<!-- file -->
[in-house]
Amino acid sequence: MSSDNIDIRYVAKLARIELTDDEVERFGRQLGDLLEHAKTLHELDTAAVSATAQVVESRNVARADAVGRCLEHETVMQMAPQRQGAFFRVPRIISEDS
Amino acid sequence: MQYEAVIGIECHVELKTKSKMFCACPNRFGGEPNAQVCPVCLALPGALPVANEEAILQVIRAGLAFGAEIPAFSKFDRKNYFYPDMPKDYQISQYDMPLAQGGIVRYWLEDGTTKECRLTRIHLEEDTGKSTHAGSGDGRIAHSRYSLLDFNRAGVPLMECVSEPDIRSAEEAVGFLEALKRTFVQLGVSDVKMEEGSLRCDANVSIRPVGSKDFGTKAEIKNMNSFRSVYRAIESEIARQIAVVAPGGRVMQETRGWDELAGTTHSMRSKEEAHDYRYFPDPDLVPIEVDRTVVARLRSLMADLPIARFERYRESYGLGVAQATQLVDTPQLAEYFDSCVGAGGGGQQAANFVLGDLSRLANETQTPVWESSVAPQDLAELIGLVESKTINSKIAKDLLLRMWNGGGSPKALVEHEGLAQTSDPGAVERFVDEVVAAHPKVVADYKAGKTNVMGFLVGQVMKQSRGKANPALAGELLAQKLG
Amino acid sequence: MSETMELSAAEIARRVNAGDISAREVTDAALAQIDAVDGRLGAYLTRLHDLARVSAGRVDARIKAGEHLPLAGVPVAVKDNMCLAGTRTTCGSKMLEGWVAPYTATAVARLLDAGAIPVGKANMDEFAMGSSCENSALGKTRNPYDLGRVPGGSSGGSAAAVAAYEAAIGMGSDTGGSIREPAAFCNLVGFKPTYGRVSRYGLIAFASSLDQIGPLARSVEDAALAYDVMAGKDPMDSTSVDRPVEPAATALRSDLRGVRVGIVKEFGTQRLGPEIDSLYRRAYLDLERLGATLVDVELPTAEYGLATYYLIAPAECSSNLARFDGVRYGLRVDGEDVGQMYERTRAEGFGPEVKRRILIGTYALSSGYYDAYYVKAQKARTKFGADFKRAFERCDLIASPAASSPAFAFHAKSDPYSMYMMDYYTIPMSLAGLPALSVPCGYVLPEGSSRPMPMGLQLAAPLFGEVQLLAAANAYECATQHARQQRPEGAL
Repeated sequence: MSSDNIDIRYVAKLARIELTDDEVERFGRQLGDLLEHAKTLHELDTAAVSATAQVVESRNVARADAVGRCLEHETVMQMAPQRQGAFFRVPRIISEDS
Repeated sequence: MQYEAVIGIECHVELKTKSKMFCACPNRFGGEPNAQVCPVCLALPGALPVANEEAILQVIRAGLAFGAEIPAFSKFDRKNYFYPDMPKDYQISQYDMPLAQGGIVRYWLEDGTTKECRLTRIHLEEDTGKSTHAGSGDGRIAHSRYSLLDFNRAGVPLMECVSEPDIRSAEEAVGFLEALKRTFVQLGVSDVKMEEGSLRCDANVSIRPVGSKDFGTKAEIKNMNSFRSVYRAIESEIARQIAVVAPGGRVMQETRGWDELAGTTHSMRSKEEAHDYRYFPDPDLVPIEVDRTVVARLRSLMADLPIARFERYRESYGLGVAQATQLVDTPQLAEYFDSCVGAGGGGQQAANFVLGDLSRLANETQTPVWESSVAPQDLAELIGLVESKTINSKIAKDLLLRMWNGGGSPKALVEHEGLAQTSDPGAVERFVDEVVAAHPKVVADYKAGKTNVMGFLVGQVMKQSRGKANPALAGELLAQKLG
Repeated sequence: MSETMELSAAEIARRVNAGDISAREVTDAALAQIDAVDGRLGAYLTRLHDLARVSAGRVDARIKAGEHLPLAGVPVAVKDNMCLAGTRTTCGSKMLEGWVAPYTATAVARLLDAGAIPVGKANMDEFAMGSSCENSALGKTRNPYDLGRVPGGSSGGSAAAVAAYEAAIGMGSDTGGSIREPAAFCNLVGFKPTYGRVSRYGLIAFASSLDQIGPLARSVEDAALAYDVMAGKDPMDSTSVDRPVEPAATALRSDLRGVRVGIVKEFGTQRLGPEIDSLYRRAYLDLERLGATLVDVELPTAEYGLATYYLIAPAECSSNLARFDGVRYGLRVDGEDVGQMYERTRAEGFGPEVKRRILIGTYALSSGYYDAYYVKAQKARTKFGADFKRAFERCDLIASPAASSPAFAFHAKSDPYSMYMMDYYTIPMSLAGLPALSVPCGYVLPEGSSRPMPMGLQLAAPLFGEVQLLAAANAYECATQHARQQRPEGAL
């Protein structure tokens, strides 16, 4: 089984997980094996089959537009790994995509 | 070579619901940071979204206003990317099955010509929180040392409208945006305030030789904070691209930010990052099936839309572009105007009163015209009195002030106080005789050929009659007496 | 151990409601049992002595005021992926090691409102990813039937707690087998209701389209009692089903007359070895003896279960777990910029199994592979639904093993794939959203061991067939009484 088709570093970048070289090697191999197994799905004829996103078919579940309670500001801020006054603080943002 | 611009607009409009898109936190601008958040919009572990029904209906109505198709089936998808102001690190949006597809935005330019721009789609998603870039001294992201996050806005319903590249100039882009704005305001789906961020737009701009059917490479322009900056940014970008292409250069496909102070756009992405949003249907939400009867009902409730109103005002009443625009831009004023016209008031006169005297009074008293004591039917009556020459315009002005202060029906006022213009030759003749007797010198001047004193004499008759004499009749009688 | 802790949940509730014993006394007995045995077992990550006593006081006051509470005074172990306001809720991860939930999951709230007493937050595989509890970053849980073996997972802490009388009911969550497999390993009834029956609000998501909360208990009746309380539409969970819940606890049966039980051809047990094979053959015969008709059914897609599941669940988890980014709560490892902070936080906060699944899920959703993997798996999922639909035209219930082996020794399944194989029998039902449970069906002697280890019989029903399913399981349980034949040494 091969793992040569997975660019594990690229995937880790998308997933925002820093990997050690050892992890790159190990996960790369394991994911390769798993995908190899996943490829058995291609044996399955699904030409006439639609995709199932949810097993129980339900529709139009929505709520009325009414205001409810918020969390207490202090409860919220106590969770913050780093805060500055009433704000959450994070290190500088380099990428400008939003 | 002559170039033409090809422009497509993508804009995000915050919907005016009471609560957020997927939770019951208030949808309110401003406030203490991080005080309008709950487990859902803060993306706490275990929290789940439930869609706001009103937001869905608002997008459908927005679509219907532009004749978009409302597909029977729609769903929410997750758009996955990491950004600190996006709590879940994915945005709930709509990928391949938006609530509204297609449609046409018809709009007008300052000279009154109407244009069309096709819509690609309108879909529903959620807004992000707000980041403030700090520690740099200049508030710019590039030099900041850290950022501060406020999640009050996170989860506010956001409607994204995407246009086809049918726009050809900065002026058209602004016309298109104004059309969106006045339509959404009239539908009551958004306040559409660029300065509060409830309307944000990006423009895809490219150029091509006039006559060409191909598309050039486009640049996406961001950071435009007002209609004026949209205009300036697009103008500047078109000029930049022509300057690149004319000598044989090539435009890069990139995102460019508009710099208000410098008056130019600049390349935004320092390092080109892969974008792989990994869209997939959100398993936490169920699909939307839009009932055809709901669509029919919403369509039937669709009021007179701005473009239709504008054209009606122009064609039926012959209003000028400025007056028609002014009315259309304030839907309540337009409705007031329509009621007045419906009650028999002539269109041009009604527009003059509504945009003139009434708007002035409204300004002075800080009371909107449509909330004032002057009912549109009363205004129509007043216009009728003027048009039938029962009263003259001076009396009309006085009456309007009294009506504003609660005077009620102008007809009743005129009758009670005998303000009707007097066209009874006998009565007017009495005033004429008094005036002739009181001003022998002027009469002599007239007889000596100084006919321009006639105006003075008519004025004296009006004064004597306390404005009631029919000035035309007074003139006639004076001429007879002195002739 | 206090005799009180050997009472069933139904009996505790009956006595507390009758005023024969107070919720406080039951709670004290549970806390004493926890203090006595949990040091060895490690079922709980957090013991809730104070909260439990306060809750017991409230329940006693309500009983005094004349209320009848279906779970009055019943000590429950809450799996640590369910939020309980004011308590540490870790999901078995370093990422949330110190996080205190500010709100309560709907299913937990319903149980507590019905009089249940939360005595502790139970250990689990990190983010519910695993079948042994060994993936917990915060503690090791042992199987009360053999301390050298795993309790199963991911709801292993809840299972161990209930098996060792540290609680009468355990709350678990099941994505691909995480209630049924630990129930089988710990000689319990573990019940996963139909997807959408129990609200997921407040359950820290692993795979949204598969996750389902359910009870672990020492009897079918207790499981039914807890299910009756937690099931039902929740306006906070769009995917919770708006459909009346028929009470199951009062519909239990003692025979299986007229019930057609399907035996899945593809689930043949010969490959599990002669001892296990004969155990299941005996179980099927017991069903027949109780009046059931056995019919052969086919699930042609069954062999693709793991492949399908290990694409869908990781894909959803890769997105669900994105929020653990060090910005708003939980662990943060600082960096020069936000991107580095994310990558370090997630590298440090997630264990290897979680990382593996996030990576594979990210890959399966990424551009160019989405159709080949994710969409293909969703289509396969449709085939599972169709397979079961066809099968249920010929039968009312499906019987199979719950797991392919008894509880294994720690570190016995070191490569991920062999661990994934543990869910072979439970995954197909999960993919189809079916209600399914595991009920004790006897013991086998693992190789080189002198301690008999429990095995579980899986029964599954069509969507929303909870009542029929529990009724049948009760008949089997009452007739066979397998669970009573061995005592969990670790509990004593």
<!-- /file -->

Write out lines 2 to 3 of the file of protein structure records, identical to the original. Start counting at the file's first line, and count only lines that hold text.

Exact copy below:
Amino acid sequence: MSSDNIDIRYVAKLARIELTDDEVERFGRQLGDLLEHAKTLHELDTAAVSATAQVVESRNVARADAVGRCLEHETVMQMAPQRQGAFFRVPRIISEDS
Amino acid sequence: MQYEAVIGIECHVELKTKSKMFCACPNRFGGEPNAQVCPVCLALPGALPVANEEAILQVIRAGLAFGAEIPAFSKFDRKNYFYPDMPKDYQISQYDMPLAQGGIVRYWLEDGTTKECRLTRIHLEEDTGKSTHAGSGDGRIAHSRYSLLDFNRAGVPLMECVSEPDIRSAEEAVGFLEALKRTFVQLGVSDVKMEEGSLRCDANVSIRPVGSKDFGTKAEIKNMNSFRSVYRAIESEIARQIAVVAPGGRVMQETRGWDELAGTTHSMRSKEEAHDYRYFPDPDLVPIEVDRTVVARLRSLMADLPIARFERYRESYGLGVAQATQLVDTPQLAEYFDSCVGAGGGGQQAANFVLGDLSRLANETQTPVWESSVAPQDLAELIGLVESKTINSKIAKDLLLRMWNGGGSPKALVEHEGLAQTSDPGAVERFVDEVVAAHPKVVADYKAGKTNVMGFLVGQVMKQSRGKANPALAGELLAQKLG